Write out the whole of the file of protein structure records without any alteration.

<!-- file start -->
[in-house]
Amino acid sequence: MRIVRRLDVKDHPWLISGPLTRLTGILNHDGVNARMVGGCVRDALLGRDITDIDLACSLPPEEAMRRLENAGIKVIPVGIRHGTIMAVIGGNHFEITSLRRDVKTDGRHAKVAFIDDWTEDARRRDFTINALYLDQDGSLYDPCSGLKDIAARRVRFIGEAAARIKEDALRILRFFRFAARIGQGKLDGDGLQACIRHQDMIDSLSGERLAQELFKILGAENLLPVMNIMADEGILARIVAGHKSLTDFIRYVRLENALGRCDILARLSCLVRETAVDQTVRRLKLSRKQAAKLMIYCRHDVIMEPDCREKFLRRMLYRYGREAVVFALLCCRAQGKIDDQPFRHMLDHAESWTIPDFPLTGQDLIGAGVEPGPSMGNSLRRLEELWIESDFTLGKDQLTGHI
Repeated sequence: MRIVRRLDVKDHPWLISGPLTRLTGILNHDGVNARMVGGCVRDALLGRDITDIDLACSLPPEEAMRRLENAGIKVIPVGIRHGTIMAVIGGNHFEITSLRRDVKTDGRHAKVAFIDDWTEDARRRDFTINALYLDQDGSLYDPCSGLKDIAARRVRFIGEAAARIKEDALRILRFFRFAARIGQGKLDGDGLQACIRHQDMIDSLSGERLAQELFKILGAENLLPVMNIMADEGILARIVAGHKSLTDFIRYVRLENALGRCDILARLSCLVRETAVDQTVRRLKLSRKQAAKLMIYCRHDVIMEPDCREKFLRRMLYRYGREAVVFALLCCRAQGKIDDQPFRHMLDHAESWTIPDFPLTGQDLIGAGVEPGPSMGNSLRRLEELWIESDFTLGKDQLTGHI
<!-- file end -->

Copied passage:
[in-house]
Amino acid sequence: MRIVRRLDVKDHPWLISGPLTRLTGILNHDGVNARMVGGCVRDALLGRDITDIDLACSLPPEEAMRRLENAGIKVIPVGIRHGTIMAVIGGNHFEITSLRRDVKTDGRHAKVAFIDDWTEDARRRDFTINALYLDQDGSLYDPCSGLKDIAARRVRFIGEAAARIKEDALRILRFFRFAARIGQGKLDGDGLQACIRHQDMIDSLSGERLAQELFKILGAENLLPVMNIMADEGILARIVAGHKSLTDFIRYVRLENALGRCDILARLSCLVRETAVDQTVRRLKLSRKQAAKLMIYCRHDVIMEPDCREKFLRRMLYRYGREAVVFALLCCRAQGKIDDQPFRHMLDHAESWTIPDFPLTGQDLIGAGVEPGPSMGNSLRRLEELWIESDFTLGKDQLTGHI
Repeated sequence: MRIVRRLDVKDHPWLISGPLTRLTGILNHDGVNARMVGGCVRDALLGRDITDIDLACSLPPEEAMRRLENAGIKVIPVGIRHGTIMAVIGGNHFEITSLRRDVKTDGRHAKVAFIDDWTEDARRRDFTINALYLDQDGSLYDPCSGLKDIAARRVRFIGEAAARIKEDALRILRFFRFAARIGQGKLDGDGLQACIRHQDMIDSLSGERLAQELFKILGAENLLPVMNIMADEGILARIVAGHKSLTDFIRYVRLENALGRCDILARLSCLVRETAVDQTVRRLKLSRKQAAKLMIYCRHDVIMEPDCREKFLRRMLYRYGREAVVFALLCCRAQGKIDDQPFRHMLDHAESWTIPDFPLTGQDLIGAGVEPGPSMGNSLRRLEELWIESDFTLGKDQLTGHI